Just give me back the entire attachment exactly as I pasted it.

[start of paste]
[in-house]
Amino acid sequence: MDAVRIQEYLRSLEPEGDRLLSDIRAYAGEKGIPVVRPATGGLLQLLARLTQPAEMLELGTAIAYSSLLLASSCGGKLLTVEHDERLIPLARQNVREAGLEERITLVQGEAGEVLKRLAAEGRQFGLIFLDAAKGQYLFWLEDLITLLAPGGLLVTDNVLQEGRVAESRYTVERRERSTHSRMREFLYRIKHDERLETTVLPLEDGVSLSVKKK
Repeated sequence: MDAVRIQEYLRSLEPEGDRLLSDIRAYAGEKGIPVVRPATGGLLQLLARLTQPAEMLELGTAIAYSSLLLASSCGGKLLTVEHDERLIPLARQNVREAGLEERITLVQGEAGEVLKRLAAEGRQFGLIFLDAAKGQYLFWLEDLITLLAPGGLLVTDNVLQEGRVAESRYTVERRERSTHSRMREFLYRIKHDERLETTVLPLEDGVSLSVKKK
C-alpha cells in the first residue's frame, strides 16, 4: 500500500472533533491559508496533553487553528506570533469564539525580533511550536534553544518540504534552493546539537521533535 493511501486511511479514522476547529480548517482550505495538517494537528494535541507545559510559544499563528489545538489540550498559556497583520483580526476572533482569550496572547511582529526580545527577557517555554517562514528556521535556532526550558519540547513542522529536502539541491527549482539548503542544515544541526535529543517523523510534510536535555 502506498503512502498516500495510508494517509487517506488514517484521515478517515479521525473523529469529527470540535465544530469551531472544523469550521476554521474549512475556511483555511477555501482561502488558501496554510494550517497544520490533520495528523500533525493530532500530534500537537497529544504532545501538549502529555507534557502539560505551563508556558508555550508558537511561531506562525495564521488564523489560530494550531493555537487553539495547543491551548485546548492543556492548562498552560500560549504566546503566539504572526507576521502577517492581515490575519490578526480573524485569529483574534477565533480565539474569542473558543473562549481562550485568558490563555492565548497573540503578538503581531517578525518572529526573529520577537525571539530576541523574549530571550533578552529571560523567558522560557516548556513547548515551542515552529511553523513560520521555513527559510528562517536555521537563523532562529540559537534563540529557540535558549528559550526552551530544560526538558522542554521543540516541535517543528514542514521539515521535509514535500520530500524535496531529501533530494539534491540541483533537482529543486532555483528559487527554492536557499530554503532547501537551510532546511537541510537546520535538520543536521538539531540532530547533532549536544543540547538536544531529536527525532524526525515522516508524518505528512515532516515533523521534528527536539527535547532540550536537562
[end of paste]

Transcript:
[in-house]
Amino acid sequence: MDAVRIQEYLRSLEPEGDRLLSDIRAYAGEKGIPVVRPATGGLLQLLARLTQPAEMLELGTAIAYSSLLLASSCGGKLLTVEHDERLIPLARQNVREAGLEERITLVQGEAGEVLKRLAAEGRQFGLIFLDAAKGQYLFWLEDLITLLAPGGLLVTDNVLQEGRVAESRYTVERRERSTHSRMREFLYRIKHDERLETTVLPLEDGVSLSVKKK
Repeated sequence: MDAVRIQEYLRSLEPEGDRLLSDIRAYAGEKGIPVVRPATGGLLQLLARLTQPAEMLELGTAIAYSSLLLASSCGGKLLTVEHDERLIPLARQNVREAGLEERITLVQGEAGEVLKRLAAEGRQFGLIFLDAAKGQYLFWLEDLITLLAPGGLLVTDNVLQEGRVAESRYTVERRERSTHSRMREFLYRIKHDERLETTVLPLEDGVSLSVKKK
C-alpha cells in the first residue's frame, strides 16, 4: 500500500472533533491559508496533553487553528506570533469564539525580533511550536534553544518540504534552493546539537521533535 493511501486511511479514522476547529480548517482550505495538517494537528494535541507545559510559544499563528489545538489540550498559556497583520483580526476572533482569550496572547511582529526580545527577557517555554517562514528556521535556532526550558519540547513542522529536502539541491527549482539548503542544515544541526535529543517523523510534510536535555 502506498503512502498516500495510508494517509487517506488514517484521515478517515479521525473523529469529527470540535465544530469551531472544523469550521476554521474549512475556511483555511477555501482561502488558501496554510494550517497544520490533520495528523500533525493530532500530534500537537497529544504532545501538549502529555507534557502539560505551563508556558508555550508558537511561531506562525495564521488564523489560530494550531493555537487553539495547543491551548485546548492543556492548562498552560500560549504566546503566539504572526507576521502577517492581515490575519490578526480573524485569529483574534477565533480565539474569542473558543473562549481562550485568558490563555492565548497573540503578538503581531517578525518572529526573529520577537525571539530576541523574549530571550533578552529571560523567558522560557516548556513547548515551542515552529511553523513560520521555513527559510528562517536555521537563523532562529540559537534563540529557540535558549528559550526552551530544560526538558522542554521543540516541535517543528514542514521539515521535509514535500520530500524535496531529501533530494539534491540541483533537482529543486532555483528559487527554492536557499530554503532547501537551510532546511537541510537546520535538520543536521538539531540532530547533532549536544543540547538536544531529536527525532524526525515522516508524518505528512515532516515533523521534528527536539527535547532540550536537562